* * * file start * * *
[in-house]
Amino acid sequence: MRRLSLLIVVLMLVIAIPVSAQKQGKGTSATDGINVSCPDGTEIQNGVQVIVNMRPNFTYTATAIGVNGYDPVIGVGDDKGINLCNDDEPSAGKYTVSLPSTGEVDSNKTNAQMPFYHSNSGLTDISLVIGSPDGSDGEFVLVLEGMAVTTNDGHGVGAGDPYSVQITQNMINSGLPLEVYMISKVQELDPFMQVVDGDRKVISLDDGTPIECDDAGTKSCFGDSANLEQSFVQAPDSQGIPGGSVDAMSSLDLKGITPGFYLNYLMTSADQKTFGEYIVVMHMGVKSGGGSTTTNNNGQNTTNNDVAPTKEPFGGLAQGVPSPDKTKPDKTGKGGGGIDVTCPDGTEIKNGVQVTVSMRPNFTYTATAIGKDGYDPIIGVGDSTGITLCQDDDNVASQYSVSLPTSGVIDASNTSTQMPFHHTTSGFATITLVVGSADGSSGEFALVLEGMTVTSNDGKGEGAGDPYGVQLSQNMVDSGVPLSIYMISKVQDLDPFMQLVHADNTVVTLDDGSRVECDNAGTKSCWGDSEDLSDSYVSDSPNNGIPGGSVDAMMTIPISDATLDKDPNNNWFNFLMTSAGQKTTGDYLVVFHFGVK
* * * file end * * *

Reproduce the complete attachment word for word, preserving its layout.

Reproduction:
[in-house]
Amino acid sequence: MRRLSLLIVVLMLVIAIPVSAQKQGKGTSATDGINVSCPDGTEIQNGVQVIVNMRPNFTYTATAIGVNGYDPVIGVGDDKGINLCNDDEPSAGKYTVSLPSTGEVDSNKTNAQMPFYHSNSGLTDISLVIGSPDGSDGEFVLVLEGMAVTTNDGHGVGAGDPYSVQITQNMINSGLPLEVYMISKVQELDPFMQVVDGDRKVISLDDGTPIECDDAGTKSCFGDSANLEQSFVQAPDSQGIPGGSVDAMSSLDLKGITPGFYLNYLMTSADQKTFGEYIVVMHMGVKSGGGSTTTNNNGQNTTNNDVAPTKEPFGGLAQGVPSPDKTKPDKTGKGGGGIDVTCPDGTEIKNGVQVTVSMRPNFTYTATAIGKDGYDPIIGVGDSTGITLCQDDDNVASQYSVSLPTSGVIDASNTSTQMPFHHTTSGFATITLVVGSADGSSGEFALVLEGMTVTSNDGKGEGAGDPYGVQLSQNMVDSGVPLSIYMISKVQDLDPFMQLVHADNTVVTLDDGSRVECDNAGTKSCWGDSEDLSDSYVSDSPNNGIPGGSVDAMMTIPISDATLDKDPNNNWFNFLMTSAGQKTTGDYLVVFHFGVK